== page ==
To begin, I would like to introduce myself so that you know who is writing and why. My name is Masa Lazarevic and I come from Belgrade, Serbia. After my undergraduate studies at the Faculty of Organizational Sciences, University of Belgrade, I got admitted to a master program called “Managing People, Knowledge and Change” at the esteemed Lund University in Sweden. I am one of five lucky Serbian students who have been granted a Swedish Institute scholarship for East Europe.
During this academic year I will write about my experience in Sweden as a student and, hopefully, as an actively involved resident of this charming, fairytale university town Lund.
Let’s start from the very beginning. With a couple of students from Bosnia and Serbia I went by airplane to Copenhagen, Denmark, where some volunteers from Lund University were waiting. From the airport we went together by train over the bridge that links between Denmark and Sweden and after less than 45 minutes we were in Lund. Smiling and helpful faces were with us the whole arrival day. They were driving us to our accommodation, filling in documents for us and made that day as easy as a moving-in-day actually can be.
Our welcome package consisted of a reusable plastic bottle and a postcard, showed in the picture below. The following was written on the other side: “What a privilege to turn on the tap at home and fill your glass with fresh, delicious, ice-cold water! Swedish tap water is world class. And tap water is eco-friendly – no transportation required!”. And then I realized – yes, it is real, I am in Sweden. No unnecessary printed materials or T-shirts were given to us, just a simple message to acknowledge. Thus, after that everything made sense. No unnecessary words, papers, smiles have been given to me. Simplicity of living, I would say, and all is about that here, in Sweden.
However, we have sometimes been expected to know how things are working over here, which is a part that has been exceedingly challenging the last weeks. A lot of things are taken for granted and our university staff occasionally supposes that we will know how to cope with it by ourselves without many instructions or support. They probably think that everything works in a similar manner in our home countries.
Another interesting thing that I have noticed is that you have to make an appointment if one needs help or have a question to a person at the institution. One cannot just knock the person’s door, which from an organizational perspective is a great lesson to be learned in my country. Here employees have their schedules and you cannot interrupt them whenever you want. It helps them to be efficient, which they really are. On the other hand, when it comes to being a new foreign student in another country it would be nice to have more open doors.
As far as my master program is concerned, it already seems very challenging although just one week of lectures is behind me. Approximately 50 people with diverse backgrounds were chosen to share their views and give different perspective to the same topic during our classes. The first two months are reserved for courses such as “Organizational Development” and “Knowledge Work and Organization” where our professors discuss KIFs (Knowledge Intensive Organizations) and perspectives on change.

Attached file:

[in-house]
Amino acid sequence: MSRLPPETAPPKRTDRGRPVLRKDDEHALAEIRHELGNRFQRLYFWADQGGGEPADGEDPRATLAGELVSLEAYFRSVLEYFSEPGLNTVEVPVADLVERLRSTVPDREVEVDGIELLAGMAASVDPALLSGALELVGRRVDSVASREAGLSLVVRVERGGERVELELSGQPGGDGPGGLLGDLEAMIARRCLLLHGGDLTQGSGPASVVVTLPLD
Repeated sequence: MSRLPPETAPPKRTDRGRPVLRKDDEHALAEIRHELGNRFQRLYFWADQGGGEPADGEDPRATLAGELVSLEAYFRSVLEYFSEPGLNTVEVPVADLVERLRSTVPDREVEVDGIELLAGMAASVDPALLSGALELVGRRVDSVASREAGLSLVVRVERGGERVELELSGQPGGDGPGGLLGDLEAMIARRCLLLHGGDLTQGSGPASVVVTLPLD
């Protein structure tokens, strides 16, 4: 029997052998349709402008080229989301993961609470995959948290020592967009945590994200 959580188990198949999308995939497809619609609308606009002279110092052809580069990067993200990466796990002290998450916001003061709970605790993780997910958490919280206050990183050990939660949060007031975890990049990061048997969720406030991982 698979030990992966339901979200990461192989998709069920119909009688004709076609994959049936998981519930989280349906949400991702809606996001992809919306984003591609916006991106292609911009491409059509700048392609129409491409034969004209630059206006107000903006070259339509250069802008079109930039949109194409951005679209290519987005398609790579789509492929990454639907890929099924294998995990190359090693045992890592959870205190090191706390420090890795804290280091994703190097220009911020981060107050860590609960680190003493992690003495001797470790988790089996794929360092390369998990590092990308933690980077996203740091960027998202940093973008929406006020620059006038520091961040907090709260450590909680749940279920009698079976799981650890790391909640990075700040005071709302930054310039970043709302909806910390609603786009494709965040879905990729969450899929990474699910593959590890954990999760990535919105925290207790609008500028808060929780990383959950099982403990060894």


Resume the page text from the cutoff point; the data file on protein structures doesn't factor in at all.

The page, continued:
To cap it all, Lund University is famous for its research. Most of professors are involved in important research projects and teaching is a secondary mission for them. Being students of Lund University we are expected to have well-developed writing and researching skills. Fortunately, Swedish professors, of course, will not leave it to chance so we will have lectures in academic writing. In Serbia, from primary school we were supposed to write tones of papers and that was the most frustrating part of my education. Few days ago I realized why. Nobody showed us how to do it properly, how to search for literature, how to quote or to structure the text well etc., but we were expected to write as much text as we could. One A4 paper was just not enough for the best grade in my high school. And most importantly, at master level in Sweden my papers will not exceed 2000 words. As one of the professors explained, “it is harder to make it short.” This would be probably the most essential lecture that I have learned from Swedes in those 3 weeks. Therefore, “keep it simple!”
Every month from now we will be able to follow Masa and her time in Sweden through the Swedish Embassy in Belgrade's website. - Read the second post here!
Read more about Lund University that was recently ranked 67th place in the 2013 QS World University Rankings: Lund University
Read more about the Swedish Institute and SI scholarships for East Europe for master level studies in Sweden: Swedish Institute